The Universe of Discourse

Fri, 30 Nov 2018

How many kinds of polygonal loops? (part 2)

I recently asked about these:

Four displays, each with five dark gray dots arranged at the vertices
of a regular pentagon.  In each display the dots are connected with
purple lines, but each in a different order.  If the dots were
numbered 0-1-2-3-4 in clockwise order, the four figures have purple
lines connecting them, respectively, in the orders
0-1-2-3-4-0, 0-1-3-2-4-0, 0-2-1-4-3-0, and 0-2-4-1-3-0.  The first of
these is a plain pentagon, and the last is a five-pointed star.  The
middle two are less symmetric.

And I said I thought there were nine analogous figures with six points.

Rahul Narain referred me to a recent discussion of almost this exact question on Math Stackexchange. (Note that the discussion there considers two figures different if they are reflections of one another; I consider them the same.) The answer turns out to be OEIS A000940. I had said:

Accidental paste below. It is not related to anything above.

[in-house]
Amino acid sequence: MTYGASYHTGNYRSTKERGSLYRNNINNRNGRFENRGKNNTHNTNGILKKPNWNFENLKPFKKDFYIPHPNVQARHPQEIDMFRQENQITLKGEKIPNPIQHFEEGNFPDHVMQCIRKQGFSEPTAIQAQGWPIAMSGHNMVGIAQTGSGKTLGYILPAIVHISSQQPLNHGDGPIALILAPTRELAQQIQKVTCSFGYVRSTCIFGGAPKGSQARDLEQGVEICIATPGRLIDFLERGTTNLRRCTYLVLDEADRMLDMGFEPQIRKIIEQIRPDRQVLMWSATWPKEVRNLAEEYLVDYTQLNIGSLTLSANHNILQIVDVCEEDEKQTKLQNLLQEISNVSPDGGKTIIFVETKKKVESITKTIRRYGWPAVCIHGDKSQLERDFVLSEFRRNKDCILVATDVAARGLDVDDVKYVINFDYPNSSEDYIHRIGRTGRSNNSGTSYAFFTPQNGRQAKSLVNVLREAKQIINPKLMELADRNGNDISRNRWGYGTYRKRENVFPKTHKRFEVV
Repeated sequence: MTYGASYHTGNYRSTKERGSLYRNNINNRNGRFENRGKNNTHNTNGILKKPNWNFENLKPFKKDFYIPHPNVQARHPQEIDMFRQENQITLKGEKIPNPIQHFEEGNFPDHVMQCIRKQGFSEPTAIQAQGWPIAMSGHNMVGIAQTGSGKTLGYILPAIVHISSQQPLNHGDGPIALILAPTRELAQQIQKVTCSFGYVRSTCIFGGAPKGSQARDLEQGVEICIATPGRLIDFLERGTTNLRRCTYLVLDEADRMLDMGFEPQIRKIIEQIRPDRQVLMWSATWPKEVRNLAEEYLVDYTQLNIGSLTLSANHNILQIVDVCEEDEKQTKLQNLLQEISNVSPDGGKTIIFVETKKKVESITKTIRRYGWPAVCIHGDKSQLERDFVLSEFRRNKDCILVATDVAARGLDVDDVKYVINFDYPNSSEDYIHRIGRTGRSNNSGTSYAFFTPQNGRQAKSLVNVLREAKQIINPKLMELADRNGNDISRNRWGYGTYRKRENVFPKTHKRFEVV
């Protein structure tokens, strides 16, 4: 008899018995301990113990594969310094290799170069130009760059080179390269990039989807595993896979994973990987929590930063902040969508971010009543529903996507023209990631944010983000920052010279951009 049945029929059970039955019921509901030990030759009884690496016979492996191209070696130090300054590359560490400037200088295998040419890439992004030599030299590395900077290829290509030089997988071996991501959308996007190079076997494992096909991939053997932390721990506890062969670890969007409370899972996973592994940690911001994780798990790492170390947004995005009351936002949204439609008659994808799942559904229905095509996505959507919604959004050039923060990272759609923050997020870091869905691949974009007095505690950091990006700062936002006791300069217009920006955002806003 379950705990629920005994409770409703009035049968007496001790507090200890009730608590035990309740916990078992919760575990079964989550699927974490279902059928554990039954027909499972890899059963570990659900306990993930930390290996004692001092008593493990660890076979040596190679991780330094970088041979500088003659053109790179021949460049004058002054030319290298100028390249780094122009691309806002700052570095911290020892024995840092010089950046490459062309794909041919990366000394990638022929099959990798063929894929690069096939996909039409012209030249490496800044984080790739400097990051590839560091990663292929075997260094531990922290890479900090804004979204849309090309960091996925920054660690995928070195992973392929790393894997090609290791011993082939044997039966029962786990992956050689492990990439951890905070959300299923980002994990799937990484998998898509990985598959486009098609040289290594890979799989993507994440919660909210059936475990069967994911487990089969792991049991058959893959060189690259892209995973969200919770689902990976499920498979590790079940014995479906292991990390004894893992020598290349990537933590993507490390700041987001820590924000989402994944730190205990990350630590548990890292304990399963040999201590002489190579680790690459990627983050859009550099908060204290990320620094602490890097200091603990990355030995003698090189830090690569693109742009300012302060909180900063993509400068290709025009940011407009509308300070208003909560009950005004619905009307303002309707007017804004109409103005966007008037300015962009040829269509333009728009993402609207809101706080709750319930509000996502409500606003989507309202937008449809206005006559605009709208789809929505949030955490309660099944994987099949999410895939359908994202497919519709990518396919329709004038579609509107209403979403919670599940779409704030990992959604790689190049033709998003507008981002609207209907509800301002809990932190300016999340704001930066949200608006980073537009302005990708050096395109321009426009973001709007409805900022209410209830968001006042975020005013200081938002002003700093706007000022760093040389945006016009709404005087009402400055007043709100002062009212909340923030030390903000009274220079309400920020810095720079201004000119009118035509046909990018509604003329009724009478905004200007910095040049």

… for !!N=6!!, I found it hard to enumerate. I think there are nine shapes but I might have missed one, because I know I kept making mistakes in the enumeration …

I missed three. The nine I got were:

This time
there are nine displays, each with six dots.  The connections are,
012345 (a hexagon), 015432, 032145 (two diamonds), 
015234 (highly irregular), 014523 (three triangles that share a vertex
in the center), 013254, 023154, 031254, and 035142.

And the three I missed are:

more hexagons, this time connected as follows:
014253, 013524, and 015342

I had tried to break them down by the arrangement of the outside ring of edges, which can be described by a composition. The first two of these have type !!1+1+1+1+2!! (which I missed completely; I thought there were none of this type) and the other has type !!1+2+1+2!!, the same as the !!015342!! one in the lower right of the previous diagram.

I had ended by saying:

I would certainly not trust myself to hand-enumerate the !!N=7!! shapes.

Good call, Mr. Dominus! I considered filing this under “oops” but I decided that although I had gotten the wrong answer, my confidence in it had been adequately low. On one level it was a mistake, but on a higher and more important level, I did better.

I am going to try the (Cauchy-Frobenius-)Burnside-(Redfield-)Pólya lemma on it next and see if I can get the right answer.

Thanks again to Rahul Narain for bringing this to my attention.

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